Orthodox IB theory initially depicted MNEs as giant firms based in large, developed home markets. The headquarters of these MNEs transfer technology, management know-how, and capital from the home country to their various subsidiaries. Only much later did some researchers recognize that an MNE could be a knowledge seeker in addition to being a knowledge creator. Established MNEs endeavor to augment their knowledge by getting access to foreign-created knowledge, for example by acquisition of foreign firms. The MNE participates in various kinds of localized knowledge simultaneously (Rugman and Verbeke, 2001). The acquired knowledge is then transferred from one subsidiary to another or even to headquarters.
Today, established MNEs actively search outside the firm for technologies, ideas, and products. Procter and Gamble, for example, expects half of its future products to be based on technologies and concepts it will acquire from third parties (on the process see, for example, Huston and Sakkab, 2006). They acquire new technology rather than transferring existing technologies.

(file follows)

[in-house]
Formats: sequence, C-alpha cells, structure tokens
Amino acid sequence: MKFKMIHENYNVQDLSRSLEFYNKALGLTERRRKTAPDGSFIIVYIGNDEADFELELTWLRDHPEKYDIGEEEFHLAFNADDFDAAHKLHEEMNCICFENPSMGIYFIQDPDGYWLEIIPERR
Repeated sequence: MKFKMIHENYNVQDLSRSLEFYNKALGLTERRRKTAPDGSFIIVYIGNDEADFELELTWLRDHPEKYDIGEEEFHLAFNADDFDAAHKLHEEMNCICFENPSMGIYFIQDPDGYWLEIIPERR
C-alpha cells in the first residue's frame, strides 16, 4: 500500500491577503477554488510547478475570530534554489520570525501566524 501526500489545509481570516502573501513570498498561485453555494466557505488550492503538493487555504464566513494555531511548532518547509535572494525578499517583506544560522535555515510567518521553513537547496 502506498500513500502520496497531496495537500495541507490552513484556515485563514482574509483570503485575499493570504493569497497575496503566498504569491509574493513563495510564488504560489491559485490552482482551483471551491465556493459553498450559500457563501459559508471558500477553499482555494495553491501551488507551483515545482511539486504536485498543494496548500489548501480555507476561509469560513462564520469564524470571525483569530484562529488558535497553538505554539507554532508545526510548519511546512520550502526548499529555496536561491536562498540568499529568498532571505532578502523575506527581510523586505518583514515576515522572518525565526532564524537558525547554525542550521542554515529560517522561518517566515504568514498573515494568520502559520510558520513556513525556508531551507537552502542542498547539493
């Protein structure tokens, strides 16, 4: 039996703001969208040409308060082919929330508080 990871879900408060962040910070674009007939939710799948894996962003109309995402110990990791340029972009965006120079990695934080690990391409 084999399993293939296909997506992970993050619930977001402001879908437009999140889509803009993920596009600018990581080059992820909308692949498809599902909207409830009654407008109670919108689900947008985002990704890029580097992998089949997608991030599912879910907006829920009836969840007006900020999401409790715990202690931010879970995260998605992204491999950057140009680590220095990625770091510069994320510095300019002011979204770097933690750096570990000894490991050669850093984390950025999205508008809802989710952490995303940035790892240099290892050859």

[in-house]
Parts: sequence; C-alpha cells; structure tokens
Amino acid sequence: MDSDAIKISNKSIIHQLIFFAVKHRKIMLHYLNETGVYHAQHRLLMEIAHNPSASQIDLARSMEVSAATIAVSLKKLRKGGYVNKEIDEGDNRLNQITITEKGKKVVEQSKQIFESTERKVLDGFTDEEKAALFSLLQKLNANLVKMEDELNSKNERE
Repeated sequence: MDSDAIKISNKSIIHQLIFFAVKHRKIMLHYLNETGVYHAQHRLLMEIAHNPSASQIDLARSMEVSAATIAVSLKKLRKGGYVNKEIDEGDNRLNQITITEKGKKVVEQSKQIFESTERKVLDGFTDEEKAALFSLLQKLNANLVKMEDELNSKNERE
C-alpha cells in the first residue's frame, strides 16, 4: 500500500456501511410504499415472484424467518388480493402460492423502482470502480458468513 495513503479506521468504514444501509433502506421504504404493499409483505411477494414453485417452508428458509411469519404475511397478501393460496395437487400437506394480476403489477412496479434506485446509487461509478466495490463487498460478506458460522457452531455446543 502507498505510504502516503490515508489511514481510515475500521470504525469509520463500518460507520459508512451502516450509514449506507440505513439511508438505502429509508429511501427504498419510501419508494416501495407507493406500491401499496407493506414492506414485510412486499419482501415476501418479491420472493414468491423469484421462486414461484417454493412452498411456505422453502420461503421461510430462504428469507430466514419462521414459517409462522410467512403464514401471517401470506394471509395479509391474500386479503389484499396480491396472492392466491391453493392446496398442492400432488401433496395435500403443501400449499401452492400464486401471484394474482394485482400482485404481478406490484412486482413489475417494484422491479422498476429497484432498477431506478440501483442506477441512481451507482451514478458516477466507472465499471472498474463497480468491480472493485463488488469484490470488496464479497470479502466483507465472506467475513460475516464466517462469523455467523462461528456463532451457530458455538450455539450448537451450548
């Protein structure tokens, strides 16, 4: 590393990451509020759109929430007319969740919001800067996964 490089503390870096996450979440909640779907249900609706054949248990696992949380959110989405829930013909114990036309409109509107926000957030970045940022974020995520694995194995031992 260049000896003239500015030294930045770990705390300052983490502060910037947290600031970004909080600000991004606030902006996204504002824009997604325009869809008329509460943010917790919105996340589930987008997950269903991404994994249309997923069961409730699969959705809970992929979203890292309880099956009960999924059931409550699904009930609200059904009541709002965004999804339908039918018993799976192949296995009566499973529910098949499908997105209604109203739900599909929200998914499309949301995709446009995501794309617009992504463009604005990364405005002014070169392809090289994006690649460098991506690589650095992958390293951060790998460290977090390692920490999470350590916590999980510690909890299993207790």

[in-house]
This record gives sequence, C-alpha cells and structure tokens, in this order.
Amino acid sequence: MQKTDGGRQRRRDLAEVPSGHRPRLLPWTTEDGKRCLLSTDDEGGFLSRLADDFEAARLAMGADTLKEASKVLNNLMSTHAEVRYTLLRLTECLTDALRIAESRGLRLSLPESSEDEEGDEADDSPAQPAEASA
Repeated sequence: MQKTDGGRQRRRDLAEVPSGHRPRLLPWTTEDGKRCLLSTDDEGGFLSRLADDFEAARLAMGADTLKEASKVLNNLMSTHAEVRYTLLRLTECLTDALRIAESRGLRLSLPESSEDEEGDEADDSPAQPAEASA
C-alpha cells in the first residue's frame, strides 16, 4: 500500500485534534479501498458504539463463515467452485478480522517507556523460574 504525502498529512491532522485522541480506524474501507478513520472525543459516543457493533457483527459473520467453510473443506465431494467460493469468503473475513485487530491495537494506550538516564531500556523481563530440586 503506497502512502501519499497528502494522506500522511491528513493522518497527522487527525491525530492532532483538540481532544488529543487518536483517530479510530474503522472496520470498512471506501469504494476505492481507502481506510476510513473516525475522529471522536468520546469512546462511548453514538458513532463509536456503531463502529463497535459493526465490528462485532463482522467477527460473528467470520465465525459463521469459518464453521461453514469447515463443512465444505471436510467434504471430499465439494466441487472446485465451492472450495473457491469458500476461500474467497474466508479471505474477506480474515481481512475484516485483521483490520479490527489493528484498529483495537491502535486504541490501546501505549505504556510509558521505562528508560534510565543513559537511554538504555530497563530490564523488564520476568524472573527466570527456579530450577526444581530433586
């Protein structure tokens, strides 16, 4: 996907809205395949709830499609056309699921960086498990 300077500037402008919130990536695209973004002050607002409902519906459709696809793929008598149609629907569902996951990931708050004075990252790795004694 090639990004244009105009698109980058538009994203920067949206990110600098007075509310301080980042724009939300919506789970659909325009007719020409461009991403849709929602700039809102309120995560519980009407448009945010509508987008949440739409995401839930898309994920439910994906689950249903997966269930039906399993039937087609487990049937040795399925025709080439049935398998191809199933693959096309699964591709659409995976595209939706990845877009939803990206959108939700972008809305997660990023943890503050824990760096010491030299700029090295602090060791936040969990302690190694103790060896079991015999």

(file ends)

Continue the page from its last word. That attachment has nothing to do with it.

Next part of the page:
Porter's (1990a, 1990b, 1998) “demand conditions” are a major part of his “diamond.” Firms must have a large home base in order to develop the skills to operate an MNE and to prosper. MNEs possess FSAs that are transferred to a network of subsidiaries in other locations. FDIs, therefore, are assumed to flow from large, developed economies to other developed economies as well as to less developed ones.